Utilizing animation within email using GIFs and CSS

Utilizing Animation Within Email Using GIFs and CSS

Today’s inbox is a competitive place. Email marketers understand the need to entice their audience not only with personalized content and tempting offers, but also trendy visual appeal. The interactive, video-heavy web experience of today has forced marketers to push the boundaries of email-friendly HTML beyond a clean, branded design. Easily implemented animations within an email, whether by animated GIF or simple CSS, provide a means to stand out in a crowded inbox and a way to look and feel consistent with a brand’s website.

Today we’re going to explore a few different ways to incorporate animation within your marketing emails.

Using Animated GIFs

If you’ve been paying attention to marketing emails over the last five years, you may have noticed the ever growing use of animated GIFs. These delightful moving images can be used to promote multiple products, educate a user on navigating a new feature, or just provide some eye-candy that could be the difference between a click through and a delete. The best part? When comparing GIFs to other advanced interactive elements, GIFs render wonderfully across most email clients. Troublesome clients include Outlook 2007+ and Windows Phone 7, which only display the first frame (not bad!)—so be sure to include all the vital information in the first frame.

GIF Example 1

GIF Example - Countdown Timer

A countdown timer is a great way to add a sense of urgency to an email. This countdown timer, from our friends at LiveClicker, is one of our favorite uses of animation. Strategically, countdown timers help create a sense of urgency for subscribers, eliciting that ever present FOMO. The fear of missing out on a limited time offer can often encourage a click to explore the offer further, increasing your chances of seeing conversions. Of course, you can use a countdown timer for many different purposes—countdown to the end of a sale, countdown to an event, countdown to a holiday, etc.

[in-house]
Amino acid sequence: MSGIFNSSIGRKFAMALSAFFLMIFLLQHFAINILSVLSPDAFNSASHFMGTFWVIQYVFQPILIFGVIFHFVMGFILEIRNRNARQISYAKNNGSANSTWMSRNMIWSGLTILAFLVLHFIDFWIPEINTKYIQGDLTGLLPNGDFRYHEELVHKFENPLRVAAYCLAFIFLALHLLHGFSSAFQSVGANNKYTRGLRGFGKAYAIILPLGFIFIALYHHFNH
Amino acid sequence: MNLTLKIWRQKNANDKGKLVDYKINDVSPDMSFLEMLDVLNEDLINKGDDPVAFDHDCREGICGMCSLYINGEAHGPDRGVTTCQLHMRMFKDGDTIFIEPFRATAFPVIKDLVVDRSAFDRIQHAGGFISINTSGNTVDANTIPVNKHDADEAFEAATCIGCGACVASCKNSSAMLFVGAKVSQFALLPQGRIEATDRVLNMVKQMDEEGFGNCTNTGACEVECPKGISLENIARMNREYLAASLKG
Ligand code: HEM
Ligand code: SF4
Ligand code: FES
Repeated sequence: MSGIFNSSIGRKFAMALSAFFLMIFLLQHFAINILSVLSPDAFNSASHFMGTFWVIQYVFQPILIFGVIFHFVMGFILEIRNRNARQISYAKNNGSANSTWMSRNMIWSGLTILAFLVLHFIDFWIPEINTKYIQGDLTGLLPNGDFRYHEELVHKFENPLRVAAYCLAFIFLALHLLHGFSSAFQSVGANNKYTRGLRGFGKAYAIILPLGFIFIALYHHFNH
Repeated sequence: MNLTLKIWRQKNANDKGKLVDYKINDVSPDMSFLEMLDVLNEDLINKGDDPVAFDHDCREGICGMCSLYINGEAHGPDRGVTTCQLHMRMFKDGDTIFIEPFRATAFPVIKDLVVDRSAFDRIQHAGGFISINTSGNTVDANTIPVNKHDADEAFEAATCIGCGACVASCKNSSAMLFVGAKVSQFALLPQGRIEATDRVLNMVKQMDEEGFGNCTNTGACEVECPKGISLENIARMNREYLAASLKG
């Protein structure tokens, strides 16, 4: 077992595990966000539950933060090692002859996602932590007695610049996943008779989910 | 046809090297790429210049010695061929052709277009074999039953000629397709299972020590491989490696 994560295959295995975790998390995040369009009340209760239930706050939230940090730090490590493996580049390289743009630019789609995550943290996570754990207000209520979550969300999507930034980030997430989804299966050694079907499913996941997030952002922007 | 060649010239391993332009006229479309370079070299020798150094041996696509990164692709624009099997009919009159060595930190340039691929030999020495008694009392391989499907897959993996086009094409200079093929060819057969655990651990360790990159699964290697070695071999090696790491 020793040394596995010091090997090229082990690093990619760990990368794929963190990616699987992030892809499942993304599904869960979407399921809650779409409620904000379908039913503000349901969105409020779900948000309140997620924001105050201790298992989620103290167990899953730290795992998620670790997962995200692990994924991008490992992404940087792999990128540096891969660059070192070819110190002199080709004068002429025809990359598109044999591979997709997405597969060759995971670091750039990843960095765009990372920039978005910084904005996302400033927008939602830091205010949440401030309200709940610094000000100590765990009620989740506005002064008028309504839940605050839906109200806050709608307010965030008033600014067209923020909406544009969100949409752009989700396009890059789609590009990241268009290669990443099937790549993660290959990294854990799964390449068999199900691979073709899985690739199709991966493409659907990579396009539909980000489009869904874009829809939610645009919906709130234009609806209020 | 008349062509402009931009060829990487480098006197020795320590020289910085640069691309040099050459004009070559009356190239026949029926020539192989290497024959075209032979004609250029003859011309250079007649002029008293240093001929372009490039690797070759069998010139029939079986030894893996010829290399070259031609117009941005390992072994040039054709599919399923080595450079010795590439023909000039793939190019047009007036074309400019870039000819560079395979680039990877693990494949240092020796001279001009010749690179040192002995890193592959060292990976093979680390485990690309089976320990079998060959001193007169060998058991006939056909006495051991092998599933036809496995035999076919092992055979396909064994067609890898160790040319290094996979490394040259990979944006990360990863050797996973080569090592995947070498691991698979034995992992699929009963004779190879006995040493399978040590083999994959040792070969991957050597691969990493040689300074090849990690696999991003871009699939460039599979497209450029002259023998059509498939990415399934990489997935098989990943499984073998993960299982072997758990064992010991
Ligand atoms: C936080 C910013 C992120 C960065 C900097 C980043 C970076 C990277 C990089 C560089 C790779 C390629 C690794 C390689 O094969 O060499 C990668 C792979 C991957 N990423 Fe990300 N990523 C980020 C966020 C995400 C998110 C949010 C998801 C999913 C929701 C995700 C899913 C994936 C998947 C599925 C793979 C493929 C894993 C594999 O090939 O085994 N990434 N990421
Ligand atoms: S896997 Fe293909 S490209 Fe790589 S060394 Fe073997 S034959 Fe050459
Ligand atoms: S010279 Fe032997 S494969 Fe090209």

Looking for a way to incorporate countdown timers into your strategy? LiveClicker provides a straightforward tool to create, schedule, and design a countdown timer. It even allows for flexibility for subscribers in different time zones and gives marketers complete control over a replacement image when the timer hits zero.

Animated GIFs as Background Images

Another darling of email marketing—background images. Why not combine two trends in one? By using a GIF as a background image, we can ensure that our overlaid HTML copy and the call to action are rendering even when images are off.

GIF Example 2

Cinemagraph example from Cinemagraph.com

This example showcases Cinemagraphs—still photos where a minor, repeated movement occurs, that have taken web design by storm as a way to add visual interest. Any GIF can be used as a background image, but cinemagraphs work particularly well because the mild nature of the animation limits distraction—enhancing the content of the email, not detracting from it.

Like all GIFs, GIFs as background images will animate in all email clients except for Outlook 2007+ and Windows Phone 7, which will only display the first frame of the animation.

CSS Animation

Animating with CSS is a great way to include moving email elements without taking the time to create a custom GIF. CSS animation also loads muck quicker than GIFs, which tend to be quite large. The downside? CSS animations only render in a limited number of email clients, including iOS, Android Native Mail, Outlook for Mac, and Apple Mail.

Alex Ilhan of Email on Acid opened our eyes to some of the possibilities with CSS animation in this blog post. Check it out for real world examples and potential marketing uses.

Fade In/Out Example

CSS Animation - Fade In/Out Example

Translate Up/Down Example

CSS Animation - Up and Down Example

Rotate Example

CSS Animation - Rotate Example

Bottom Line: Get Creative

We encourage you to get creative when it comes to including animation in your emails, but remember animation is meant to enhance your email content, not take away from it. Use animation sparingly and keep in mind the subscribers whose email clients won’t render the effect.

As always, if you need any assistance in tweaking your code, our Implementation team is here to help!

Note: this post was first published on September 12, 2017 by Adam Sukenik, it was re-written and re-published by Polly Flinch on March 6, 2019

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